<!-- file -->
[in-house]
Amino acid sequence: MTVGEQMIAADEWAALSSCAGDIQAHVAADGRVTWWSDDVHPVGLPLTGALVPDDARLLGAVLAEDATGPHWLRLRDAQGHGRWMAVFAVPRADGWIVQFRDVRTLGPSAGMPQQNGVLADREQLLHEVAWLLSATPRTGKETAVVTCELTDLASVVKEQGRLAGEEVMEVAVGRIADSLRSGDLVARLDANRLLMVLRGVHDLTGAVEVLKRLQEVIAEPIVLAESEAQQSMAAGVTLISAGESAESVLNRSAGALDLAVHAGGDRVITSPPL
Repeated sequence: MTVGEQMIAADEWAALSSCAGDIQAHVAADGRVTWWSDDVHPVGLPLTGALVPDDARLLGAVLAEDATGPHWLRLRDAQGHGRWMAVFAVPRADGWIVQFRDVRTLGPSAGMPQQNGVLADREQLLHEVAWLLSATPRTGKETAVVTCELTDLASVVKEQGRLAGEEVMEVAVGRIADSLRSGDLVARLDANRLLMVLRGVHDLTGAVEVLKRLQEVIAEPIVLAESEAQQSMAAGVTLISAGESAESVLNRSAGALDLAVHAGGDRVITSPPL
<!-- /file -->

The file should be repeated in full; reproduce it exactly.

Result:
[in-house]
Amino acid sequence: MTVGEQMIAADEWAALSSCAGDIQAHVAADGRVTWWSDDVHPVGLPLTGALVPDDARLLGAVLAEDATGPHWLRLRDAQGHGRWMAVFAVPRADGWIVQFRDVRTLGPSAGMPQQNGVLADREQLLHEVAWLLSATPRTGKETAVVTCELTDLASVVKEQGRLAGEEVMEVAVGRIADSLRSGDLVARLDANRLLMVLRGVHDLTGAVEVLKRLQEVIAEPIVLAESEAQQSMAAGVTLISAGESAESVLNRSAGALDLAVHAGGDRVITSPPL
Repeated sequence: MTVGEQMIAADEWAALSSCAGDIQAHVAADGRVTWWSDDVHPVGLPLTGALVPDDARLLGAVLAEDATGPHWLRLRDAQGHGRWMAVFAVPRADGWIVQFRDVRTLGPSAGMPQQNGVLADREQLLHEVAWLLSATPRTGKETAVVTCELTDLASVVKEQGRLAGEEVMEVAVGRIADSLRSGDLVARLDANRLLMVLRGVHDLTGAVEVLKRLQEVIAEPIVLAESEAQQSMAAGVTLISAGESAESVLNRSAGALDLAVHAGGDRVITSPPL